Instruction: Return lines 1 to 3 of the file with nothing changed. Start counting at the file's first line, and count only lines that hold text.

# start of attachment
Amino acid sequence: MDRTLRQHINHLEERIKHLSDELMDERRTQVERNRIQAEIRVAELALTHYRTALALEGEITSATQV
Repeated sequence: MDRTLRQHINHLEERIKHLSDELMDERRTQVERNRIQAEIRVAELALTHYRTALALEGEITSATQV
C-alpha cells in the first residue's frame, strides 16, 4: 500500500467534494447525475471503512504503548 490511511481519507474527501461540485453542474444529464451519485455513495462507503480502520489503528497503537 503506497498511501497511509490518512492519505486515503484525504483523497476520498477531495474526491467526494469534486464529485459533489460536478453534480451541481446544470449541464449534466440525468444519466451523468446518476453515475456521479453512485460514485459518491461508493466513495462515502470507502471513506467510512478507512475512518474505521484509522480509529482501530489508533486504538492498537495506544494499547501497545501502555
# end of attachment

Amino acid sequence: MDRTLRQHINHLEERIKHLSDELMDERRTQVERNRIQAEIRVAELALTHYRTALALEGEITSATQV
Repeated sequence: MDRTLRQHINHLEERIKHLSDELMDERRTQVERNRIQAEIRVAELALTHYRTALALEGEITSATQV
C-alpha cells in the first residue's frame, strides 16, 4: 500500500467534494447525475471503512504503548 490511511481519507474527501461540485453542474444529464451519485455513495462507503480502520489503528497503537 503506497498511501497511509490518512492519505486515503484525504483523497476520498477531495474526491467526494469534486464529485459533489460536478453534480451541481446544470449541464449534466440525468444519466451523468446518476453515475456521479453512485460514485459518491461508493466513495462515502470507502471513506467510512478507512475512518474505521484509522480509529482501530489508533486504538492498537495506544494499547501497545501502555